April has brought with it bright warm sunny days juxtaposed with grey rain that has blown in on strong winds or sat above us with a creeping coldness, that only those who know the yard well will understand. On the good days, the yard has had a spring like feel and brought many owners in to spring clean and spruce up their boats ready to go afloat. On the other days, the yard returns to its winter quietness, with only the hardy seen running swiftly to the office for enquiries or supplies. We are happy to support our owners with their own DIY and have a small chandlery. Sales of sandpaper, varnish and anti-foul are noticeably on the increase, along with, “When is the best time to go afloat?” and “What’s the best way to…? questions . The phone has started to ring with small repair jobs and customers calling to make arrangements for boats arriving by water or road.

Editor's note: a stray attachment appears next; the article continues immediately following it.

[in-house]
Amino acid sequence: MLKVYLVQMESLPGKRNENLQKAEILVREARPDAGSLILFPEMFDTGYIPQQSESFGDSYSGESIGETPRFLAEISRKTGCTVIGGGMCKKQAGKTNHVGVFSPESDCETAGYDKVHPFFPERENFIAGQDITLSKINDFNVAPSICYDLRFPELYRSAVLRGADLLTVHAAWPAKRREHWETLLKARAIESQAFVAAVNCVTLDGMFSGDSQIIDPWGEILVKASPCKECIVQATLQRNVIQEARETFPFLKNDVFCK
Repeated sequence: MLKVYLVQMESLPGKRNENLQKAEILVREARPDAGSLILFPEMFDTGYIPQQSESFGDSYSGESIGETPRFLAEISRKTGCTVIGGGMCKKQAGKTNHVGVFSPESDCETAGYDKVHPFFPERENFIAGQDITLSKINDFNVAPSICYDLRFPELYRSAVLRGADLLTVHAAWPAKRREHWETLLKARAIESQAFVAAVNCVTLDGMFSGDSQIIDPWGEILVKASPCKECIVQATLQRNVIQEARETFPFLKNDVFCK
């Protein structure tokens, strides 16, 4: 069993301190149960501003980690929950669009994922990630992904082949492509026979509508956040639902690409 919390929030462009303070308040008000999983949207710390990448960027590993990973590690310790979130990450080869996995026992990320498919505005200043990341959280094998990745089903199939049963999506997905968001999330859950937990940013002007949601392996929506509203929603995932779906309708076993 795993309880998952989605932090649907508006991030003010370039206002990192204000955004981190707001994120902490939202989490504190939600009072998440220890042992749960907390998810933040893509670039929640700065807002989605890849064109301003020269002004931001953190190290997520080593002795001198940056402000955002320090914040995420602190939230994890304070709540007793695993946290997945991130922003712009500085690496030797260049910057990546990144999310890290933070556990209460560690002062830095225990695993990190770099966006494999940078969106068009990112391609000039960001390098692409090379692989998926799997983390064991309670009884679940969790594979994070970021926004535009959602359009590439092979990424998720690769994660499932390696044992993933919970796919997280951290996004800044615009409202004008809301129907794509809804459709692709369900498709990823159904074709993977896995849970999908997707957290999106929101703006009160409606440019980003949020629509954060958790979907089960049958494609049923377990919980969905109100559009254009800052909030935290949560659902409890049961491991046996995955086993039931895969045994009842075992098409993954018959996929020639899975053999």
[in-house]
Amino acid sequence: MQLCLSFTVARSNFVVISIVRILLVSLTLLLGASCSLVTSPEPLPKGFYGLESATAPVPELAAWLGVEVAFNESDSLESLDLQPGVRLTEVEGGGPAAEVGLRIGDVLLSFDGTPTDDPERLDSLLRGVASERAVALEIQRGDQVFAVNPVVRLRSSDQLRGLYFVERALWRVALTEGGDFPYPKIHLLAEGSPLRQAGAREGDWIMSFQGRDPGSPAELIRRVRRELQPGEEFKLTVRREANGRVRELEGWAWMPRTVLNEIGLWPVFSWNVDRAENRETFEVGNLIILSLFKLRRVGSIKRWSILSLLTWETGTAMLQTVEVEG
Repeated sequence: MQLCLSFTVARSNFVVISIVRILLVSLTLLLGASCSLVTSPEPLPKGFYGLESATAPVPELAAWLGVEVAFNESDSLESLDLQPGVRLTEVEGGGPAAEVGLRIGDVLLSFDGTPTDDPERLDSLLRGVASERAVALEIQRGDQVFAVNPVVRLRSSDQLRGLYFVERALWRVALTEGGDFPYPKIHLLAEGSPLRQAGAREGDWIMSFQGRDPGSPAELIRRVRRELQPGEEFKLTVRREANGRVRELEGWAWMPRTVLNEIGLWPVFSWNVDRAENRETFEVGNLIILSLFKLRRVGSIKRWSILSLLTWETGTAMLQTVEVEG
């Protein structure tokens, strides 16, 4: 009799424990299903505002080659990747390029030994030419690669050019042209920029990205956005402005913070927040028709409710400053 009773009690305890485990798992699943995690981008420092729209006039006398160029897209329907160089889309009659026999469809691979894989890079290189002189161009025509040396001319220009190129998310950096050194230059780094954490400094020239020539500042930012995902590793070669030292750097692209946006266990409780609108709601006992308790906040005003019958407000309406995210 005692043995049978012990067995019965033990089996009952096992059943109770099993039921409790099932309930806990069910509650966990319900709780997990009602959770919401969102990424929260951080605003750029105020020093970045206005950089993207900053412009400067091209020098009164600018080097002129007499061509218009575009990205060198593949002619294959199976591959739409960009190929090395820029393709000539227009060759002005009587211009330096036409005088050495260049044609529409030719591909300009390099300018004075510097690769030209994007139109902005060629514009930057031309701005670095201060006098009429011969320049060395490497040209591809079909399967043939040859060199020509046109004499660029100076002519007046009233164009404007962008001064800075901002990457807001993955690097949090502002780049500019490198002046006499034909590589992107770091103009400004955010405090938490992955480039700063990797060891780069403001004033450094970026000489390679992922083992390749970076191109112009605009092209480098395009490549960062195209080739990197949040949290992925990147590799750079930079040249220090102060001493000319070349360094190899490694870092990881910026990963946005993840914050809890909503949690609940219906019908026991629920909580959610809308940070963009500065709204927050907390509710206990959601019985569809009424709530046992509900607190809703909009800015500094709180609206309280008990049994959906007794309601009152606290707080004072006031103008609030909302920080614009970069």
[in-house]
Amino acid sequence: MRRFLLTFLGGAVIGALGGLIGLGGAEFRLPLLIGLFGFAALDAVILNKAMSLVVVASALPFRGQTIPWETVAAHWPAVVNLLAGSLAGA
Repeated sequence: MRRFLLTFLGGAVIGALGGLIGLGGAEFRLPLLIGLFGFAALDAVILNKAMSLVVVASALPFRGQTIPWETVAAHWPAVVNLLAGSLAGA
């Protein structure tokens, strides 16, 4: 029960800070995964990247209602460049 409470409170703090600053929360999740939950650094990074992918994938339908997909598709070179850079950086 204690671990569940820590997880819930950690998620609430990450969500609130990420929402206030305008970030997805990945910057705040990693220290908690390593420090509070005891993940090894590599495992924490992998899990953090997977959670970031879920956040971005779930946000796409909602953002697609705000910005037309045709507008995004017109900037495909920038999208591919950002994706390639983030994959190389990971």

The arrival of April means the end of dredging is in sight. This annual task is essential to clear away silt brought in by winter storms and maintain a floating marina. The job is relentless, as it involves preparation at high tide (when there is enough water to go afloat to maintain pipes etc.) and at low tide the dredger can begin its work clearing away mud and debris. And so the days go by – filled with the same routine as the dredger slowly makes its way along the river bed – but it is nearly over now. Half the pontoons are back in place and have been quickly filled by our annual berth holders keen to go afloat for the Easter Break.
Both workshops have been busy with jobs now pouring in for paint, varnish work or repair. ‘Harrier’, a lovely blue-water yacht, came in for an anti-foul and general maintenance and is now back afloat in our marina. ‘Vagabond’ has been sold and is finishing her restoration and repair before she goes afloat. ‘Clio’ popped in for a rub down and varnish and ‘Samurai’, a Vashti class classic yacht, is currently receiving a freshen up of varnish and paint work. The new season’s jobs have begun.
We are still searching for the owners of ‘Lady Emily’ recovered from the Sutton Hoo side of the river, after she broke free from winter storms. We would love to reunite her with her owner so any information that can help us would be welcomed.